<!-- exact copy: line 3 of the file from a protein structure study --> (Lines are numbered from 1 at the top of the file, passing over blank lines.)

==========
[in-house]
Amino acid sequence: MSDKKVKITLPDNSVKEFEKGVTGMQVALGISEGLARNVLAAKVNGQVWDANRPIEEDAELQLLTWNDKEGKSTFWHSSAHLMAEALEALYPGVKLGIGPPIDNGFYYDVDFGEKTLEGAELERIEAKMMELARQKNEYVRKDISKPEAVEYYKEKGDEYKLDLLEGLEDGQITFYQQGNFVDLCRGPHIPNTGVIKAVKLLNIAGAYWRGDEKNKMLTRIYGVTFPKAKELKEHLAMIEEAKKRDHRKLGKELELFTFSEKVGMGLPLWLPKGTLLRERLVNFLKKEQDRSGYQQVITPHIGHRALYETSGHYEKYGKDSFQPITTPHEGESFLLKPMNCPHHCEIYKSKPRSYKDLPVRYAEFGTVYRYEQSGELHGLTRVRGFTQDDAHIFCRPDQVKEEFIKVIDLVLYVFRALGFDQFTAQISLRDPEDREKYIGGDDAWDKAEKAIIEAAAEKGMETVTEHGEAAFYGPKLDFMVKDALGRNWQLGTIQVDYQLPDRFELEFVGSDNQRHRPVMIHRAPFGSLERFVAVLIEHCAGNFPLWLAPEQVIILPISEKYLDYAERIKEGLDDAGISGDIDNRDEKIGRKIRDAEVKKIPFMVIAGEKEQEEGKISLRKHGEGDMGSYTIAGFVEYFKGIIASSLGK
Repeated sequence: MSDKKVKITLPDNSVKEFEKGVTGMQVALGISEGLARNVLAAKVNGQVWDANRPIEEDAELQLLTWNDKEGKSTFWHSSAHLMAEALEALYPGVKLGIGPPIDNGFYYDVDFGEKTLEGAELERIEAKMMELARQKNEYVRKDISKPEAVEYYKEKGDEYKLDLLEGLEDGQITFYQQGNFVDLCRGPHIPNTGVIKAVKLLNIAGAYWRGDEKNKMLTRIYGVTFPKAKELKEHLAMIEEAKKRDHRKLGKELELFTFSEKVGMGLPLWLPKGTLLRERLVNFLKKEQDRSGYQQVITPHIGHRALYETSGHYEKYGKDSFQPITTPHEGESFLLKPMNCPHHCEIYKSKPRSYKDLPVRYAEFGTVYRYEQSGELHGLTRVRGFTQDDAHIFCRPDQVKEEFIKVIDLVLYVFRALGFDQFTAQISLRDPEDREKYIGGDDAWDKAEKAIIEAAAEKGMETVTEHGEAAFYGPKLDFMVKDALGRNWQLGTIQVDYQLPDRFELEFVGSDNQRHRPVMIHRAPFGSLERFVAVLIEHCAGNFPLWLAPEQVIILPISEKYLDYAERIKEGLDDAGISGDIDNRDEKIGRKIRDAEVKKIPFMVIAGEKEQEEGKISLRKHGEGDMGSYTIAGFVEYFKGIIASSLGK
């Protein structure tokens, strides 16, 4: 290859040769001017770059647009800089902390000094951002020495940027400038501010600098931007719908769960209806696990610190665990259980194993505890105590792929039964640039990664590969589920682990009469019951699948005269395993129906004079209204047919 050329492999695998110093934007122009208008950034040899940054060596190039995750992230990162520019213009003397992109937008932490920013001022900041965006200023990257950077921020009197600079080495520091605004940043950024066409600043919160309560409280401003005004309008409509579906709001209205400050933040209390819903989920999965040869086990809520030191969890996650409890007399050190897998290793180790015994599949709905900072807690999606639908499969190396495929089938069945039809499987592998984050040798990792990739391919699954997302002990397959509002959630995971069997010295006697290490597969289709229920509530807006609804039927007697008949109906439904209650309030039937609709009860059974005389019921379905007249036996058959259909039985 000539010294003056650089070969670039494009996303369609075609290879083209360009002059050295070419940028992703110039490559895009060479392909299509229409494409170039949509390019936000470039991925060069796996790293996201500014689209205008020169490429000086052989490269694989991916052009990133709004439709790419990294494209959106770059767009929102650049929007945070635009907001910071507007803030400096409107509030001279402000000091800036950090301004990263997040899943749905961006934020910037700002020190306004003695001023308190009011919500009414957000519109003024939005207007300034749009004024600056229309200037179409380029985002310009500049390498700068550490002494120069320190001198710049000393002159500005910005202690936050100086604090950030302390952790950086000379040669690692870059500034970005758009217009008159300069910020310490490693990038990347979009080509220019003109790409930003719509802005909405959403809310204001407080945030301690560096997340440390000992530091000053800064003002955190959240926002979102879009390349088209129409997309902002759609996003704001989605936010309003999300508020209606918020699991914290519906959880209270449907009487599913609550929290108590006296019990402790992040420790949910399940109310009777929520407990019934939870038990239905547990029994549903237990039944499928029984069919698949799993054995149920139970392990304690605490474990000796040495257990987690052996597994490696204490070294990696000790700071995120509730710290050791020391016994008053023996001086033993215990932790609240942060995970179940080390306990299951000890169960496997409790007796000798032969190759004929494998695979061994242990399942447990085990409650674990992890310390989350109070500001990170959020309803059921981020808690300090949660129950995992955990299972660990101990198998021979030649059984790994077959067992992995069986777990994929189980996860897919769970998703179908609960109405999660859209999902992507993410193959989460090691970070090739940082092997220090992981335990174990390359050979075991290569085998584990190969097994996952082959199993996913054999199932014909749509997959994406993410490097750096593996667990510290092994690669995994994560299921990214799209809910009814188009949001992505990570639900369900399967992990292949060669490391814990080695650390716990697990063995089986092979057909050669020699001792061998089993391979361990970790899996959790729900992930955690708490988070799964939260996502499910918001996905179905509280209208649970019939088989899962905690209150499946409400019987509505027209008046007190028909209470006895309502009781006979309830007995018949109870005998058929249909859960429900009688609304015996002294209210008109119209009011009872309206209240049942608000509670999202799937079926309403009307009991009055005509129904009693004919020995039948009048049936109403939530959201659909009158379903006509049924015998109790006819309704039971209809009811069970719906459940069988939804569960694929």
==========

Repeated sequence: MSDKKVKITLPDNSVKEFEKGVTGMQVALGISEGLARNVLAAKVNGQVWDANRPIEEDAELQLLTWNDKEGKSTFWHSSAHLMAEALEALYPGVKLGIGPPIDNGFYYDVDFGEKTLEGAELERIEAKMMELARQKNEYVRKDISKPEAVEYYKEKGDEYKLDLLEGLEDGQITFYQQGNFVDLCRGPHIPNTGVIKAVKLLNIAGAYWRGDEKNKMLTRIYGVTFPKAKELKEHLAMIEEAKKRDHRKLGKELELFTFSEKVGMGLPLWLPKGTLLRERLVNFLKKEQDRSGYQQVITPHIGHRALYETSGHYEKYGKDSFQPITTPHEGESFLLKPMNCPHHCEIYKSKPRSYKDLPVRYAEFGTVYRYEQSGELHGLTRVRGFTQDDAHIFCRPDQVKEEFIKVIDLVLYVFRALGFDQFTAQISLRDPEDREKYIGGDDAWDKAEKAIIEAAAEKGMETVTEHGEAAFYGPKLDFMVKDALGRNWQLGTIQVDYQLPDRFELEFVGSDNQRHRPVMIHRAPFGSLERFVAVLIEHCAGNFPLWLAPEQVIILPISEKYLDYAERIKEGLDDAGISGDIDNRDEKIGRKIRDAEVKKIPFMVIAGEKEQEEGKISLRKHGEGDMGSYTIAGFVEYFKGIIASSLGK